“Christian’s Inferno” ends with an echoing electric-guitar-strum which loops and fades into the beginning of “Last Night On Earth.” Interesting, whereas the last song mentioned a “rejection letter,” this one mentions a texted “postcard.”  What’s with the obsession with mail?  Whereas the last song was a big rave-up, this is a ballad.  It’s actually a pretty Lennon-esque ballad at that.  (Think about his “Jealous Guy” and then listen to this.)  It ends the first act sensitively and sweetly.    Enter, Act Two, entitled “Charlatans and Saints.”  It gets set-off with “East Jesus Nowhere.”  It begins with another swipe through FM radio.  A voice on the radio declares, “…and we will see what a godless nation we have become!” before the guitars chime in with a marching-rhythm.  One can’t help but recall “Holiday” from “American Idiot.”  Both songs are about idealistic battles.  Armstrong sings, “Raise your hands up and testify / Your confession will be crucified / You’re a sacrificial suicide.”  It’s evident from his lyrics that Armstrong is critical of the tactics often used by religion.  That said, he uses a church sermon of sorts to raise a battle cry for his disenfranchised army as they sing in “the church of wishful thinking.”   The people in the song are praying for humanity, hoping something will fix their apparent anti-utopia.  But, as with most if not all “wishful thinking,” probably nothing will come to pass.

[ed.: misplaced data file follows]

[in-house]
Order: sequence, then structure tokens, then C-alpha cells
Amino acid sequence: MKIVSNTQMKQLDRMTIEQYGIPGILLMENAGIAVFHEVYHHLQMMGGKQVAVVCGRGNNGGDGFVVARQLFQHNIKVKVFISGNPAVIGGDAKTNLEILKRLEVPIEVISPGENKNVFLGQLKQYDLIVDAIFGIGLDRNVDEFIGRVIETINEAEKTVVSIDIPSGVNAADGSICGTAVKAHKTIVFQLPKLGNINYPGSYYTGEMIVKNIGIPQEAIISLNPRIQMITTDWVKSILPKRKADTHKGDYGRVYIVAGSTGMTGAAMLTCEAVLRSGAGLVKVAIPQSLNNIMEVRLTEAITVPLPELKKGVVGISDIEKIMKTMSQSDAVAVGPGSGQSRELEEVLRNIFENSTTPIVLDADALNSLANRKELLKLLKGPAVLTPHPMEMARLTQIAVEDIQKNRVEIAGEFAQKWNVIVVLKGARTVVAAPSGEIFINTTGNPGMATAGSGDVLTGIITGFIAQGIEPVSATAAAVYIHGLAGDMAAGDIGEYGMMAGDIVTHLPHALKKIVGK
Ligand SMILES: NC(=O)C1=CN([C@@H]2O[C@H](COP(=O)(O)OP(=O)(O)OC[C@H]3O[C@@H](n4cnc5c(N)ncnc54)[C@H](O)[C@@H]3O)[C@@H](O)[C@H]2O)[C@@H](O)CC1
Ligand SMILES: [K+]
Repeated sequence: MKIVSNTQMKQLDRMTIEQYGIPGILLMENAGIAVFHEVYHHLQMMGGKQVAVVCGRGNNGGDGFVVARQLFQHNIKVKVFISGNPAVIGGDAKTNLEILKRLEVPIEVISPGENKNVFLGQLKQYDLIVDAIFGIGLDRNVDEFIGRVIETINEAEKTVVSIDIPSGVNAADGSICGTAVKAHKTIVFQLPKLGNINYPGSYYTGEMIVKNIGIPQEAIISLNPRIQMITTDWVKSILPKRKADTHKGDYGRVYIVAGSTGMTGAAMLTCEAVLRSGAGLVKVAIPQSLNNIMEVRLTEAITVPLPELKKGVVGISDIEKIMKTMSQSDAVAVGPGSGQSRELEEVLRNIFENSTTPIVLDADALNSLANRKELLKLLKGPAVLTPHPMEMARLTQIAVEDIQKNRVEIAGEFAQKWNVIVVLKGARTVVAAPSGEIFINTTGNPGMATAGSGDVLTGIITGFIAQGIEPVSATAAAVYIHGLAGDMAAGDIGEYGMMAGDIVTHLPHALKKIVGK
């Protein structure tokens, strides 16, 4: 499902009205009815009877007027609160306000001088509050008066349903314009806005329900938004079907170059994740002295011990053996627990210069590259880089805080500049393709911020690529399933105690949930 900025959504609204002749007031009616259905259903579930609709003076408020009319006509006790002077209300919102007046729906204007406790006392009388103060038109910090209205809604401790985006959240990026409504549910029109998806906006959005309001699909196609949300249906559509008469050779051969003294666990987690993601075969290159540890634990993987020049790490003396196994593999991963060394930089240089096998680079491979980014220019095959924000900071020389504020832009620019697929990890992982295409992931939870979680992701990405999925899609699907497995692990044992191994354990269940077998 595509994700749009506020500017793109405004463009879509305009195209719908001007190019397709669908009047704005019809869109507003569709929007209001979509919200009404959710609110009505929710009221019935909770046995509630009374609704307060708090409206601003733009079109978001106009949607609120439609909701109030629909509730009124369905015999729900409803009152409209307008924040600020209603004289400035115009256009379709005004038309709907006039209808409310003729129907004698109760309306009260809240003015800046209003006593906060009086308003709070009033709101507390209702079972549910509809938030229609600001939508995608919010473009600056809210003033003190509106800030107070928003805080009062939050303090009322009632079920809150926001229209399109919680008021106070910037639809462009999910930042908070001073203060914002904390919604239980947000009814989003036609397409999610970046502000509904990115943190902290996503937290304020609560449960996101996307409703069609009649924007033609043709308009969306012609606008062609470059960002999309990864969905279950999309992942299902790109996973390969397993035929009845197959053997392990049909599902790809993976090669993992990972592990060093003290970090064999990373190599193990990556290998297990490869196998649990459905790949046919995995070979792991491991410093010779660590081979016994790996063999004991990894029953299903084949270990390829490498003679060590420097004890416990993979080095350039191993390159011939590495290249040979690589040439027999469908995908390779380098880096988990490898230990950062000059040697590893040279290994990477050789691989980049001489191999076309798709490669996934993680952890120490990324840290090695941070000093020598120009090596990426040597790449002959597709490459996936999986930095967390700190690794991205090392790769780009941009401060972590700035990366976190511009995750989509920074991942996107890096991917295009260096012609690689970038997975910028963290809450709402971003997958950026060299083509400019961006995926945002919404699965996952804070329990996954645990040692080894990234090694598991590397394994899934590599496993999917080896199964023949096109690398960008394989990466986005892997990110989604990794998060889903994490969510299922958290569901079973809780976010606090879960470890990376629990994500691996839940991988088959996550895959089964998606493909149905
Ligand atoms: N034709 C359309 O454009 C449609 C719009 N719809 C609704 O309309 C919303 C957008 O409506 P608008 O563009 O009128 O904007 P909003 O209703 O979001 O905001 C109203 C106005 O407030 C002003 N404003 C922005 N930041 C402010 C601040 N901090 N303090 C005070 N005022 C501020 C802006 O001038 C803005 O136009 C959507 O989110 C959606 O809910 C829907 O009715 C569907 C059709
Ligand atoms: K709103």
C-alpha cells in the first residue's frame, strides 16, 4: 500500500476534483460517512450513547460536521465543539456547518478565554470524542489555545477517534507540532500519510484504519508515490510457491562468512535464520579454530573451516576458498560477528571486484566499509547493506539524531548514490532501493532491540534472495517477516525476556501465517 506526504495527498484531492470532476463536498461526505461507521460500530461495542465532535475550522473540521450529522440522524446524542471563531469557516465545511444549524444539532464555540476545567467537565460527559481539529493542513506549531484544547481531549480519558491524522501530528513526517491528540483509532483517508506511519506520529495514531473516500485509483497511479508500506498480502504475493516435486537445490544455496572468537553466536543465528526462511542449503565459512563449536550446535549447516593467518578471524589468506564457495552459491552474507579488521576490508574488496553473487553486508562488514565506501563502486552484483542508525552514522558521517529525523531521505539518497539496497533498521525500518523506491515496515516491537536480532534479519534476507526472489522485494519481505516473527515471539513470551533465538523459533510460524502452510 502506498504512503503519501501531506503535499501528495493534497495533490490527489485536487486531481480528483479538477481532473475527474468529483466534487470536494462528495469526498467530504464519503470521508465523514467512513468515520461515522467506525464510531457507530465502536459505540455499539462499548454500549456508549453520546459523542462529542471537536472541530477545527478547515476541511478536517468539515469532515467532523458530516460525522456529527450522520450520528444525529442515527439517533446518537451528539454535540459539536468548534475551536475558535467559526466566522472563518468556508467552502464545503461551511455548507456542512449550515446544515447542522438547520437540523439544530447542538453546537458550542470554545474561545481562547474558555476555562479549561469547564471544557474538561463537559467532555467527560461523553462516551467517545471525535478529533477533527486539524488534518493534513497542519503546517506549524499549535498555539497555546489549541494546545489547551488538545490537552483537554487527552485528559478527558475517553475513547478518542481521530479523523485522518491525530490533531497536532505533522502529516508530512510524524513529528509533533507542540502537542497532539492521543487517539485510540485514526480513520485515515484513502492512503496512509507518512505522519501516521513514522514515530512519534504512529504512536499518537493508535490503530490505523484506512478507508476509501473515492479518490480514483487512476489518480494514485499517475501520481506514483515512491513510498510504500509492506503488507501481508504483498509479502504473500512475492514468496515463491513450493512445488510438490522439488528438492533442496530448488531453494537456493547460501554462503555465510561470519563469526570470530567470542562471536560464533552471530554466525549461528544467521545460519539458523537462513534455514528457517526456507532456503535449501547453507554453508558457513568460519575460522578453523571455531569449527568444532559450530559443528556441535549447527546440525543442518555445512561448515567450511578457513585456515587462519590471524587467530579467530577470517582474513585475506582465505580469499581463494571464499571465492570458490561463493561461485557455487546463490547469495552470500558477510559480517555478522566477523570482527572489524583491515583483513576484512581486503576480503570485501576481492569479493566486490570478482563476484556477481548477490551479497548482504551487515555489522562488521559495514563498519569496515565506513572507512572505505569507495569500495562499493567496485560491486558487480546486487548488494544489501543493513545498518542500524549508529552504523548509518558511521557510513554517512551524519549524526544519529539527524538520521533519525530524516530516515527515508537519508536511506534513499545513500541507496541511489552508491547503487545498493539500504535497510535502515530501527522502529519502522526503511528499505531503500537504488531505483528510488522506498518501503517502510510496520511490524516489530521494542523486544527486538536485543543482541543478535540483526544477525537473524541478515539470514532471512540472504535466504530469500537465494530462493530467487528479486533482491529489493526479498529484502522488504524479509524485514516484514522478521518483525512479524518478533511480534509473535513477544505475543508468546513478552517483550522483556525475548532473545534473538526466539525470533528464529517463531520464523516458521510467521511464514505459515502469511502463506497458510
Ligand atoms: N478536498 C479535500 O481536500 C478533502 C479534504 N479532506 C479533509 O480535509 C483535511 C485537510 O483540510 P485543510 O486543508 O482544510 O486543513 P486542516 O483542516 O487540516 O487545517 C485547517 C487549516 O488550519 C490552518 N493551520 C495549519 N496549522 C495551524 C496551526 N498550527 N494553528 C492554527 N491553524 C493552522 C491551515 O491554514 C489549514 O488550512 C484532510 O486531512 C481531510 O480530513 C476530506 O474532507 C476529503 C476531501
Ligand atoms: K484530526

“Peacemaker” plays like something out of a spaghetti western. Religious righteousness plays a role again with the line, “the infidels are going to pay.”  Is this a left over jab at George W. Bush, who some would say was the unmentioned but ever-present target of “American Idiot?” The “war on terror” no doubt laid the groundwork for both albums.  In any case, this is yet another angry battle cry.  What it means in the bigger part of the story is really unclear.  “Last Of The American Girls” should be a single.  Not only is it one of the best songs on the record, but it shows Green Day doing what they do best: Three chord pop songs!  That being said, this fits in with the rest of the album as the lyrics describe a girl in her every-day life.  (Gloria, perhaps?)  Sure, she does normal, mundane things like “put her makeup on,” but this wouldn’t be a Green Day rock opera without a threat of disaster.  You know something’s wrong  when you hear the lines, “She wears her overcoat / For the coming of the nuclear Winter. / She is riding her bike / Like a fugitive of critical mass. / She’s on a hunger strike / For the ones who won’t make it for dinner. / She makes enough to survive / For a holiday of working class.”    “Murder City” begins with the lines, “Desperate but not hopeless / I feel so useless in the Murder City.”   This track is also using the classic Green Day sound and should be a single.  “¿Viva La Gloria? (Little Girl)” also has a saloon-like Western feel.  It’s got a two-step country bounce to it as Armstrong sings, “Little girl / You dirty liar. / You’re just a junkie / Preaching to the choir.”  As always, his lyrics are still packed with bile and venom.  With all the structural changes to the band’s sound, that’s a wonderful realization.    “Restless Heart Syndrome” is the weakest song on the record.  It’s a wispy ballad about something being wrong.  Whereas, his lyrical knowhow was comforting on the last track, here Armstrong delivers lines like, “I’ve got a really bad disease. / It’s got me begging on my hands and knees. / So take me to emergency.”  They aren’t bad lines necessarily, but by his standards they seem rather pedestrian.  It could be more the tone of the song which makes me not able to appreciate those words.  The song tries to make up for it by its end as it rocks out.  The third act, “Horseshoes And Handgrenades,” begins with the track that shares its title. Like “Holidays In The Sun” by the Sex Pistols, it begins with what sounds like a marching army.  This is another highlight of the record because it shows Armstrong, Cool and bassist Mike Dirnt once again in their element.  The songs that work the best could go on any past Green Day album.  Here’s one of the few tracks where the band  members sound like they are having a blast.  You can tell by the amount of bombast Armstrong gives the line, “I’m not f___in’ around,” that he’s really enjoying himself!  “The Static Age” is another single-worthy track. Throughout the album there are a few mentions of this term.  Are the characters searching for clarity?  Are war and destruction and pop-culture hysteria blurring the lines?  This is a catchy pop song built around a tripping beat.  Next is “21 Guns,” the album’s second single.  It uses a similar chord progression as “Holiday,” but it’s played a little like “Boulevard Of Broken Dreams.”  Green Day have always walked the line of familiarity.  It’s somewhat remarkable with all the people claiming Coldplay ripped off “Viva La Vida” that no one has cited Green Day.  Their song, “Scattered” sounds a lot like the Harry Nilsson-popularized, “Without You. “  There’s a bit of Bryan Adams’ “Summer Of ’69″ in “Jesus Of Suburbia.”  Now, to me, the verse section of this song sounds  a little like Neil Young’s “Heart Of Gold.”  I suppose there are only twelve notes, but still, it is worth noting.  It’s a good song, “borrowed” or not.  Who knows if Neil will ever think they sound alike.   Both songs do have strikingly different choruses.  It’s just interesting.  “American Eulogy” is next.  It begins with more radio static and Armstrong singing another verse of “Song Of The Century.”  Then the track really takes off.  It’s broken into two parts.  The first is the sugar-shocked punk outburst, “Mass Hysteria.”  The second is the equally heavy “Modern World.”  The second half is much more worthy of fist pumping.  Indexing-wise, these really should have been two separate tracks.  In the old Green Day days, they would’ve been.  Think about how “Brain Stew” and “Jaded” were released as singles together and many stations would play them back-to-back, but on the album each song had its own track.  The album ends with “See The Light.”  It’s built around the same piano riff which began the title track.  Perhaps, this is why Green Day chose to do another rock opera.  It’s sort of interesting to be able to build other melodies off of the same riff.  If the tracks are connected, then there is a great excuse to create such a link.  This song provides positive closure to the record.”I just want to see the light,” Armstrong righteously proclaims.  Is it the light at the end of the tunnel?  Yes, it is! The album fades very slowly, with that now-familiar riff reverberating through your speakers until it eventually disappears.  “21st Century Breakdown” is nowhere near the best Green Day album.  It’s still worth your time and it’s still an excellent record.  Perhaps it says something about the band’s output as a whole that despite some key problems, it’s still a very good record.  Lightning rarely strikes twice.  If their next record is another rock opera, it could possibly be too much.  As impressed as I am by their artistic vision, part of me just wants a more traditional Green Day record.  Whatever the future may hold for them, I’m sure they will continue to make some of the best mainstream rock records out there.  “21st Century Breakdown” amazes and disappoints simultaneously, but it’s always a worthwhile journey.  Despite my complaints, this is still one of the most important records of the year.